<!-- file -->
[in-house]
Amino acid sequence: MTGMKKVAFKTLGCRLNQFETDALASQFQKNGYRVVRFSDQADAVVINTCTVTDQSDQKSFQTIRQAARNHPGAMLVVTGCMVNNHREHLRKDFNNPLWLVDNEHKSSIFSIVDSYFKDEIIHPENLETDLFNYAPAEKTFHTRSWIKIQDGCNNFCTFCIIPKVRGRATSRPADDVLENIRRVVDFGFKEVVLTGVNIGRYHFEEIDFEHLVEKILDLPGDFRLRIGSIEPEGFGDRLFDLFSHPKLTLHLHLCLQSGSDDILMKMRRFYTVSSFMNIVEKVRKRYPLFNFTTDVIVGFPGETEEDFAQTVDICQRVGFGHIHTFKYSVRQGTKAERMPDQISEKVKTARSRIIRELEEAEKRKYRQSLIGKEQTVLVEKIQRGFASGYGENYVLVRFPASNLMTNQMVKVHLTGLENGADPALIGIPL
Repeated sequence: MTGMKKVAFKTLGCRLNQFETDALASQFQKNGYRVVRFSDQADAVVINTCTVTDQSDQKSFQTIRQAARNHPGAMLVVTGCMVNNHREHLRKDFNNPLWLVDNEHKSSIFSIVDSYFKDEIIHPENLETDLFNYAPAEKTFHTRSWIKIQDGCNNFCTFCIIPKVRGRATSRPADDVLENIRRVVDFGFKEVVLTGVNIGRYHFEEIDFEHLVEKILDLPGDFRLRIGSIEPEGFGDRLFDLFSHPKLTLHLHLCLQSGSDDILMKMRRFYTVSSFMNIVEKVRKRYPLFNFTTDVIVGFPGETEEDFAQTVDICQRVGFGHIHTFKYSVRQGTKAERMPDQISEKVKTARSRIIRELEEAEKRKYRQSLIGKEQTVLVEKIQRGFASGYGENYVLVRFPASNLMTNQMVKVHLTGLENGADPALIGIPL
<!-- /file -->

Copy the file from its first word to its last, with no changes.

[in-house]
Amino acid sequence: MTGMKKVAFKTLGCRLNQFETDALASQFQKNGYRVVRFSDQADAVVINTCTVTDQSDQKSFQTIRQAARNHPGAMLVVTGCMVNNHREHLRKDFNNPLWLVDNEHKSSIFSIVDSYFKDEIIHPENLETDLFNYAPAEKTFHTRSWIKIQDGCNNFCTFCIIPKVRGRATSRPADDVLENIRRVVDFGFKEVVLTGVNIGRYHFEEIDFEHLVEKILDLPGDFRLRIGSIEPEGFGDRLFDLFSHPKLTLHLHLCLQSGSDDILMKMRRFYTVSSFMNIVEKVRKRYPLFNFTTDVIVGFPGETEEDFAQTVDICQRVGFGHIHTFKYSVRQGTKAERMPDQISEKVKTARSRIIRELEEAEKRKYRQSLIGKEQTVLVEKIQRGFASGYGENYVLVRFPASNLMTNQMVKVHLTGLENGADPALIGIPL
Repeated sequence: MTGMKKVAFKTLGCRLNQFETDALASQFQKNGYRVVRFSDQADAVVINTCTVTDQSDQKSFQTIRQAARNHPGAMLVVTGCMVNNHREHLRKDFNNPLWLVDNEHKSSIFSIVDSYFKDEIIHPENLETDLFNYAPAEKTFHTRSWIKIQDGCNNFCTFCIIPKVRGRATSRPADDVLENIRRVVDFGFKEVVLTGVNIGRYHFEEIDFEHLVEKILDLPGDFRLRIGSIEPEGFGDRLFDLFSHPKLTLHLHLCLQSGSDDILMKMRRFYTVSSFMNIVEKVRKRYPLFNFTTDVIVGFPGETEEDFAQTVDICQRVGFGHIHTFKYSVRQGTKAERMPDQISEKVKTARSRIIRELEEAEKRKYRQSLIGKEQTVLVEKIQRGFASGYGENYVLVRFPASNLMTNQMVKVHLTGLENGADPALIGIPL